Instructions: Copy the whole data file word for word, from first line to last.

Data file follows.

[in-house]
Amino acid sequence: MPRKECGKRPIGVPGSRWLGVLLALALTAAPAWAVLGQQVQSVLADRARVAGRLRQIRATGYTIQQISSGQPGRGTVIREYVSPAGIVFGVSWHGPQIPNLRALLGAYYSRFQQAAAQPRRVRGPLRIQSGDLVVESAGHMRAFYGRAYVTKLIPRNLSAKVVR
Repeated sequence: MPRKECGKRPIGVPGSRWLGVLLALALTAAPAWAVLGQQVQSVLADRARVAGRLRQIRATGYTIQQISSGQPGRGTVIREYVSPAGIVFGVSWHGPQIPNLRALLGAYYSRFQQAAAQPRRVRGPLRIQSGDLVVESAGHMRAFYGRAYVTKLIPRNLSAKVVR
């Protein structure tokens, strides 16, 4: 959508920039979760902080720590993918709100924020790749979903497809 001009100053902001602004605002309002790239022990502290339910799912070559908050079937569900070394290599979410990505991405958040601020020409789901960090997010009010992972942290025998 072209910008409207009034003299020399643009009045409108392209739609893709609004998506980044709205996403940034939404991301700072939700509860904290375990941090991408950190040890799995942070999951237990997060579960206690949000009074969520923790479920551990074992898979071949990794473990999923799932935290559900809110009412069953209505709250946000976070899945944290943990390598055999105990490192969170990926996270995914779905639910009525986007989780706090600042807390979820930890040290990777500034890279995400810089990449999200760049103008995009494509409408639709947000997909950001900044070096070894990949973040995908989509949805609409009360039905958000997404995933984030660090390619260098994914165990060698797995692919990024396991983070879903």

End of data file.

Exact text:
[in-house]
Amino acid sequence: MPRKECGKRPIGVPGSRWLGVLLALALTAAPAWAVLGQQVQSVLADRARVAGRLRQIRATGYTIQQISSGQPGRGTVIREYVSPAGIVFGVSWHGPQIPNLRALLGAYYSRFQQAAAQPRRVRGPLRIQSGDLVVESAGHMRAFYGRAYVTKLIPRNLSAKVVR
Repeated sequence: MPRKECGKRPIGVPGSRWLGVLLALALTAAPAWAVLGQQVQSVLADRARVAGRLRQIRATGYTIQQISSGQPGRGTVIREYVSPAGIVFGVSWHGPQIPNLRALLGAYYSRFQQAAAQPRRVRGPLRIQSGDLVVESAGHMRAFYGRAYVTKLIPRNLSAKVVR
């Protein structure tokens, strides 16, 4: 959508920039979760902080720590993918709100924020790749979903497809 001009100053902001602004605002309002790239022990502290339910799912070559908050079937569900070394290599979410990505991405958040601020020409789901960090997010009010992972942290025998 072209910008409207009034003299020399643009009045409108392209739609893709609004998506980044709205996403940034939404991301700072939700509860904290375990941090991408950190040890799995942070999951237990997060579960206690949000009074969520923790479920551990074992898979071949990794473990999923799932935290559900809110009412069953209505709250946000976070899945944290943990390598055999105990490192969170990926996270995914779905639910009525986007989780706090600042807390979820930890040290990777500034890279995400810089990449999200760049103008995009494509409408639709947000997909950001900044070096070894990949973040995908989509949805609409009360039905958000997404995933984030660090390619260098994914165990060698797995692919990024396991983070879903």